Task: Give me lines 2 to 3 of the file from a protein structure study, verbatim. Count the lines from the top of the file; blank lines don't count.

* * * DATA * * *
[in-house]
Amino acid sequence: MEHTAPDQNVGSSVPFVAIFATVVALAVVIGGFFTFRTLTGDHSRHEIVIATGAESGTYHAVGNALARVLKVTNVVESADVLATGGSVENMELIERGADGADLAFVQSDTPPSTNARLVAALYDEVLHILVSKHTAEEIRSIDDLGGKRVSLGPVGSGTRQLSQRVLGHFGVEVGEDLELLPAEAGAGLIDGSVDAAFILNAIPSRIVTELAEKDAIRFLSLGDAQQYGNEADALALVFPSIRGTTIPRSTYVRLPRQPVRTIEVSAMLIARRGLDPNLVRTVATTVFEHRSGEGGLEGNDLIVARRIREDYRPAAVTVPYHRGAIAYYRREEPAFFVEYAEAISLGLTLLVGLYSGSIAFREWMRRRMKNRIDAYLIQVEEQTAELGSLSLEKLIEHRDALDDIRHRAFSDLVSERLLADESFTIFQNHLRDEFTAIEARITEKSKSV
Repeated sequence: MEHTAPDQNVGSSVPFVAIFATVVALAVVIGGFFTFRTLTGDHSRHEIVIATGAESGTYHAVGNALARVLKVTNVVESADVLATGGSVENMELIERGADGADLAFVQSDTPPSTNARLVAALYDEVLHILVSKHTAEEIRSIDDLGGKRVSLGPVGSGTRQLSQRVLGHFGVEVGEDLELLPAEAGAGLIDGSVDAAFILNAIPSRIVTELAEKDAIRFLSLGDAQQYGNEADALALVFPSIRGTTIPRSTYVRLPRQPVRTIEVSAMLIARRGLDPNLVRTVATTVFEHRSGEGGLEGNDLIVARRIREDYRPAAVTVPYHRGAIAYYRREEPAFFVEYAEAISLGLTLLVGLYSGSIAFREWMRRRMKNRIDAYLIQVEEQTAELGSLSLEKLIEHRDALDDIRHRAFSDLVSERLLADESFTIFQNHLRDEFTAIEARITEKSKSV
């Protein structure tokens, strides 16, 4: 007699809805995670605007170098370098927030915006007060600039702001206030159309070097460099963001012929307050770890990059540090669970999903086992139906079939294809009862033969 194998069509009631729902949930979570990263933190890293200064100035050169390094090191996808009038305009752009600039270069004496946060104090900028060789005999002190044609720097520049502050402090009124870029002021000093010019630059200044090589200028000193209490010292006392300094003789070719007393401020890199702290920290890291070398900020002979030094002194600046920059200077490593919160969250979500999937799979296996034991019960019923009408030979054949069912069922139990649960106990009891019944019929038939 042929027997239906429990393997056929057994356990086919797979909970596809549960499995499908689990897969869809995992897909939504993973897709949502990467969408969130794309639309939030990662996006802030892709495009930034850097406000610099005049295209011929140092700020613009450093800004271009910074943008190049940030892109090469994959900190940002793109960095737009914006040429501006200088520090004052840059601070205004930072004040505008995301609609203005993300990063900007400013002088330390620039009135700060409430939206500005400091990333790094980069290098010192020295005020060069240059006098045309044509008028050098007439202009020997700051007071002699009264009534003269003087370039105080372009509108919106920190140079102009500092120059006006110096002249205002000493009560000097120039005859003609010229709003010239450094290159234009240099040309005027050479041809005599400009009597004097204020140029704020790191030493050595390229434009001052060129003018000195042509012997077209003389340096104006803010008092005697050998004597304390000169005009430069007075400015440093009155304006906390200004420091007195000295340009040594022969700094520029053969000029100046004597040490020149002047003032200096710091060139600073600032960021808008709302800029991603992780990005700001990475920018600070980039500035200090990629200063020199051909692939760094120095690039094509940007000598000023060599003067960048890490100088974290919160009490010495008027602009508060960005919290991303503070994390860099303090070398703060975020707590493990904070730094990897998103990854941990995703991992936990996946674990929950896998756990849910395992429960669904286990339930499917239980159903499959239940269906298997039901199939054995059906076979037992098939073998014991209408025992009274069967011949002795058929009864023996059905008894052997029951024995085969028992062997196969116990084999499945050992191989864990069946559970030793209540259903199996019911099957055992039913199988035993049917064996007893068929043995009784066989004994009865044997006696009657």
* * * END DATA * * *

Amino acid sequence: MEHTAPDQNVGSSVPFVAIFATVVALAVVIGGFFTFRTLTGDHSRHEIVIATGAESGTYHAVGNALARVLKVTNVVESADVLATGGSVENMELIERGADGADLAFVQSDTPPSTNARLVAALYDEVLHILVSKHTAEEIRSIDDLGGKRVSLGPVGSGTRQLSQRVLGHFGVEVGEDLELLPAEAGAGLIDGSVDAAFILNAIPSRIVTELAEKDAIRFLSLGDAQQYGNEADALALVFPSIRGTTIPRSTYVRLPRQPVRTIEVSAMLIARRGLDPNLVRTVATTVFEHRSGEGGLEGNDLIVARRIREDYRPAAVTVPYHRGAIAYYRREEPAFFVEYAEAISLGLTLLVGLYSGSIAFREWMRRRMKNRIDAYLIQVEEQTAELGSLSLEKLIEHRDALDDIRHRAFSDLVSERLLADESFTIFQNHLRDEFTAIEARITEKSKSV
Repeated sequence: MEHTAPDQNVGSSVPFVAIFATVVALAVVIGGFFTFRTLTGDHSRHEIVIATGAESGTYHAVGNALARVLKVTNVVESADVLATGGSVENMELIERGADGADLAFVQSDTPPSTNARLVAALYDEVLHILVSKHTAEEIRSIDDLGGKRVSLGPVGSGTRQLSQRVLGHFGVEVGEDLELLPAEAGAGLIDGSVDAAFILNAIPSRIVTELAEKDAIRFLSLGDAQQYGNEADALALVFPSIRGTTIPRSTYVRLPRQPVRTIEVSAMLIARRGLDPNLVRTVATTVFEHRSGEGGLEGNDLIVARRIREDYRPAAVTVPYHRGAIAYYRREEPAFFVEYAEAISLGLTLLVGLYSGSIAFREWMRRRMKNRIDAYLIQVEEQTAELGSLSLEKLIEHRDALDDIRHRAFSDLVSERLLADESFTIFQNHLRDEFTAIEARITEKSKSV